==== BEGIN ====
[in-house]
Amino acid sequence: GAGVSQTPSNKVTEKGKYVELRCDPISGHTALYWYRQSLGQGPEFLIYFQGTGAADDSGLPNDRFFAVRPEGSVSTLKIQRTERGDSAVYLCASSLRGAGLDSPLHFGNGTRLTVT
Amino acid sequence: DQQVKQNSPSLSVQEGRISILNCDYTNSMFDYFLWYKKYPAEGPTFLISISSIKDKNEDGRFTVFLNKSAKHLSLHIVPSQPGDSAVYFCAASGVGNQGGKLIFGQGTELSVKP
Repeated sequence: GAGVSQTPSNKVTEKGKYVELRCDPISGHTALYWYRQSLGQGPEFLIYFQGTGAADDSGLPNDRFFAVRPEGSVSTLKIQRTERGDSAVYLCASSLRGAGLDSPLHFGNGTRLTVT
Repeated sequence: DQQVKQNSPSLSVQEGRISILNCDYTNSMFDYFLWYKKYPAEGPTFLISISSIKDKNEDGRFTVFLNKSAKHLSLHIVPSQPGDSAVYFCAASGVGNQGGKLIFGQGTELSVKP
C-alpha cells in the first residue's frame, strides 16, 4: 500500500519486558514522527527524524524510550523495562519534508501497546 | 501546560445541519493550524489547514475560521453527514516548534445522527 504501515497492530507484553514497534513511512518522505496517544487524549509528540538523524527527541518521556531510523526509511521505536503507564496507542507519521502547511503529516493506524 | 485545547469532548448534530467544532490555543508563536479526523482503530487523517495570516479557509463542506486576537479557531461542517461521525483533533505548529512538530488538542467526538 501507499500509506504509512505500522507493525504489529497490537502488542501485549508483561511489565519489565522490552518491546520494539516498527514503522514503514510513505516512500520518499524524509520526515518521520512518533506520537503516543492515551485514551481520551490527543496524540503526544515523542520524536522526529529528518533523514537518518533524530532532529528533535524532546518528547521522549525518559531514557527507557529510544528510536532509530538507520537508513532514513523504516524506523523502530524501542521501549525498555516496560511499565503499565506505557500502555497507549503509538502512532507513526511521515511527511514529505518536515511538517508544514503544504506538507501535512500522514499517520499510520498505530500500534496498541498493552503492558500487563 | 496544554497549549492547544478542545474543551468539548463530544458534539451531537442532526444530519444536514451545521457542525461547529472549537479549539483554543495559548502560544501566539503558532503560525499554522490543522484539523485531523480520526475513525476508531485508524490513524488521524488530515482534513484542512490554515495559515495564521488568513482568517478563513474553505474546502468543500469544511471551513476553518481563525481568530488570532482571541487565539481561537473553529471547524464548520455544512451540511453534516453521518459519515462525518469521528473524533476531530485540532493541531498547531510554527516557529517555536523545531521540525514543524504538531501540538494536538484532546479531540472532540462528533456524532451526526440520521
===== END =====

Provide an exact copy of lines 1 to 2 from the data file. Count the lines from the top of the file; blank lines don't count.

[in-house]
Amino acid sequence: GAGVSQTPSNKVTEKGKYVELRCDPISGHTALYWYRQSLGQGPEFLIYFQGTGAADDSGLPNDRFFAVRPEGSVSTLKIQRTERGDSAVYLCASSLRGAGLDSPLHFGNGTRLTVT